As previously mentioned, embodiments of the ink set disclosed herein include the light magenta ink and the dark magenta ink. Each of the inks also includes an ink vehicle. As used herein, the term “ink vehicle” refers to the combination of water and solvents (and additives, if desired) to form a vehicle in which a colorant is placed to form an embodiment of the ink composition. It is to be understood that a variety of components in varying amounts may be used as the ink vehicle. Such ink vehicles may include a mixture of different components including, for example, solvents (e.g., aliphatic alcohols, aromatic alcohols, diols, glycol ethers, polyglycol ethers, caprolactams, formamides, acetamides, long chain alcohols, and/or combinations thereof), buffers, biocides, fungicides, and other microbial agents, viscosity modifiers, surface-active agents (surfactants such as, for example, alkyl polyethylene oxides, alkyl phenyl polyethylene oxides, polyethylene oxide block copolymers, acetylenic polyethylene oxides, polyethylene oxide (di)esters, polyethylene oxide amines, protonated polyethylene oxide amines, protonated polyethylene oxide amides, dimethicone copolyols, substituted amine oxides, and/or combinations thereof), salts, sequestering agents (e.g., EDTA), metal chelators, and water.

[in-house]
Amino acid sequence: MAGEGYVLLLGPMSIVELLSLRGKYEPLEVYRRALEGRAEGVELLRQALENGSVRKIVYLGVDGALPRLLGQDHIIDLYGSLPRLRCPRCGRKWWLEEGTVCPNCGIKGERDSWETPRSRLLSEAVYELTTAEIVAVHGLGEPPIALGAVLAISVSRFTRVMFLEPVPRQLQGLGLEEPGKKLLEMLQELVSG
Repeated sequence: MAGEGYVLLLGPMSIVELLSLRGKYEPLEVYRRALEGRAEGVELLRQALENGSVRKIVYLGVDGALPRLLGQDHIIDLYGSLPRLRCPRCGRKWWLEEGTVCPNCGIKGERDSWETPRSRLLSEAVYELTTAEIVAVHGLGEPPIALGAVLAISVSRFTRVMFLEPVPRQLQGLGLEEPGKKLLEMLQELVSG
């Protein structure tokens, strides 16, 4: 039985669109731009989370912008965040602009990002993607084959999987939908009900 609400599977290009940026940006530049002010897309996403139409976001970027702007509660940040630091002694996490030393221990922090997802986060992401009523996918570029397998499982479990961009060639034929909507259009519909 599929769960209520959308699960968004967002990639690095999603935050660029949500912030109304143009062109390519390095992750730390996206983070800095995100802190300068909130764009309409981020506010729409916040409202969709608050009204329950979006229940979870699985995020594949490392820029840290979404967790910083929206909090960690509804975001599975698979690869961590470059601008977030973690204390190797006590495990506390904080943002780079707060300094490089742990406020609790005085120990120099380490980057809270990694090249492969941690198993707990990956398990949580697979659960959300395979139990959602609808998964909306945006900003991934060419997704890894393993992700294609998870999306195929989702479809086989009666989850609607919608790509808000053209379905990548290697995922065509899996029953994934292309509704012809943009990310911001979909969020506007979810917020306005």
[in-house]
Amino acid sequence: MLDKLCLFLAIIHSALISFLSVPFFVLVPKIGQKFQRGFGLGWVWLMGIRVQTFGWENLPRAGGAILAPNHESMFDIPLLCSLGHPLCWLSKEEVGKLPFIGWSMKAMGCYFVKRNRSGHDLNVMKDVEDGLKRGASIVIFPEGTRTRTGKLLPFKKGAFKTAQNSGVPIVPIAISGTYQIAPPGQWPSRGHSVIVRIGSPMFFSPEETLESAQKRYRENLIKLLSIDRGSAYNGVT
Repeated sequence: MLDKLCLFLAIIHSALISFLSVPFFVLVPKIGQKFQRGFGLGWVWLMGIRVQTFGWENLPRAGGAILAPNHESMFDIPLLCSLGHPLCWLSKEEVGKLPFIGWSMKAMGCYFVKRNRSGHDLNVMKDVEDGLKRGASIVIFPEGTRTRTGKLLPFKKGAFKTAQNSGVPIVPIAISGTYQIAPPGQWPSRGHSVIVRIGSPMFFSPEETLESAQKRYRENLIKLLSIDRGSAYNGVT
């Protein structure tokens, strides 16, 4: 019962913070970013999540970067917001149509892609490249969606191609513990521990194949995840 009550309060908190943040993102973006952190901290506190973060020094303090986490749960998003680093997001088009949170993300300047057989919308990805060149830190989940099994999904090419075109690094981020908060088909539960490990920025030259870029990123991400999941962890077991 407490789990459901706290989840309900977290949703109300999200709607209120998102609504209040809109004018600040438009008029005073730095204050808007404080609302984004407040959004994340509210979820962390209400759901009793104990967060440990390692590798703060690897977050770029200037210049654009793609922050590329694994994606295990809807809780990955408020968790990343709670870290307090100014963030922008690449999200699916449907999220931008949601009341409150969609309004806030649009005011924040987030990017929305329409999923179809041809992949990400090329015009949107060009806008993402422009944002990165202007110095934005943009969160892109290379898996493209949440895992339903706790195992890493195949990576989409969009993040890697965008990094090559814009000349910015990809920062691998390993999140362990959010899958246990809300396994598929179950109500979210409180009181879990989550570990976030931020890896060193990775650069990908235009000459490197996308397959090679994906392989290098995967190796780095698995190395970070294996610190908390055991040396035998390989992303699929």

The light magenta ink includes an effective amount of a pigment having a red/green lambda cutoff ranging from about 585 nm to about 600 nm. The light magenta ink also reflects at least about 14% of blue light at a wavelength of about 470 nm when measured at a density which is sufficient for the ink to provide maximum magenta chroma. Pigments that absorb more blue light at the desirable density and wavelength are generally undesirable, at least in part because images printed with such inks tend to exhibit reduced blue chroma.